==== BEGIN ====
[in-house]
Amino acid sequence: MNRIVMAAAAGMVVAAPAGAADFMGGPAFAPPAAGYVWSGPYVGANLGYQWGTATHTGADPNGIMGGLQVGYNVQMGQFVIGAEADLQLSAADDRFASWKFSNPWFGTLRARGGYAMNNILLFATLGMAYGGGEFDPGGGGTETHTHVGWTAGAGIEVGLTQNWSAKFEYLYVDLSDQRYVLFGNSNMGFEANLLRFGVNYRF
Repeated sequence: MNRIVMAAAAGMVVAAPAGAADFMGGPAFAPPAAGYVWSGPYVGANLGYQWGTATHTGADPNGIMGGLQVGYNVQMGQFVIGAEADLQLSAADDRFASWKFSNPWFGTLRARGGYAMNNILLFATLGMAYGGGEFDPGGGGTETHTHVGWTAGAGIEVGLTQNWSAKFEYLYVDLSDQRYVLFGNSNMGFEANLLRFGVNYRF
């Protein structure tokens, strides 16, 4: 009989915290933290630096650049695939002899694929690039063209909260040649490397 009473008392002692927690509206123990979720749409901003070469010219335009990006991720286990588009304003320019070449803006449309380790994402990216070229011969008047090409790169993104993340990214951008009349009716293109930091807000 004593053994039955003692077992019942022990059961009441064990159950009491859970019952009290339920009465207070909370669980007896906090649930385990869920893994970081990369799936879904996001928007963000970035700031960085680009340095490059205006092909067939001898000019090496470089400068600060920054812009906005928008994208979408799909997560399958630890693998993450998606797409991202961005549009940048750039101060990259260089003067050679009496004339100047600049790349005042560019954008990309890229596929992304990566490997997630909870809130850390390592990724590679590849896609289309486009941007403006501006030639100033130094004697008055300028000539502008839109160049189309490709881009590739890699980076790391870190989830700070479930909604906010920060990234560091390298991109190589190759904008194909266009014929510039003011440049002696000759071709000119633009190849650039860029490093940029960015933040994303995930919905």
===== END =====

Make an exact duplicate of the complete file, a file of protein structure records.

[in-house]
Amino acid sequence: MNRIVMAAAAGMVVAAPAGAADFMGGPAFAPPAAGYVWSGPYVGANLGYQWGTATHTGADPNGIMGGLQVGYNVQMGQFVIGAEADLQLSAADDRFASWKFSNPWFGTLRARGGYAMNNILLFATLGMAYGGGEFDPGGGGTETHTHVGWTAGAGIEVGLTQNWSAKFEYLYVDLSDQRYVLFGNSNMGFEANLLRFGVNYRF
Repeated sequence: MNRIVMAAAAGMVVAAPAGAADFMGGPAFAPPAAGYVWSGPYVGANLGYQWGTATHTGADPNGIMGGLQVGYNVQMGQFVIGAEADLQLSAADDRFASWKFSNPWFGTLRARGGYAMNNILLFATLGMAYGGGEFDPGGGGTETHTHVGWTAGAGIEVGLTQNWSAKFEYLYVDLSDQRYVLFGNSNMGFEANLLRFGVNYRF
């Protein structure tokens, strides 16, 4: 009989915290933290630096650049695939002899694929690039063209909260040649490397 009473008392002692927690509206123990979720749409901003070469010219335009990006991720286990588009304003320019070449803006449309380790994402990216070229011969008047090409790169993104993340990214951008009349009716293109930091807000 004593053994039955003692077992019942022990059961009441064990159950009491859970019952009290339920009465207070909370669980007896906090649930385990869920893994970081990369799936879904996001928007963000970035700031960085680009340095490059205006092909067939001898000019090496470089400068600060920054812009906005928008994208979408799909997560399958630890693998993450998606797409991202961005549009940048750039101060990259260089003067050679009496004339100047600049790349005042560019954008990309890229596929992304990566490997997630909870809130850390390592990724590679590849896609289309486009941007403006501006030639100033130094004697008055300028000539502008839109160049189309490709881009590739890699980076790391870190989830700070479930909604906010920060990234560091390298991109190589190759904008194909266009014929510039003011440049002696000759071709000119633009190849650039860029490093940029960015933040994303995930919905």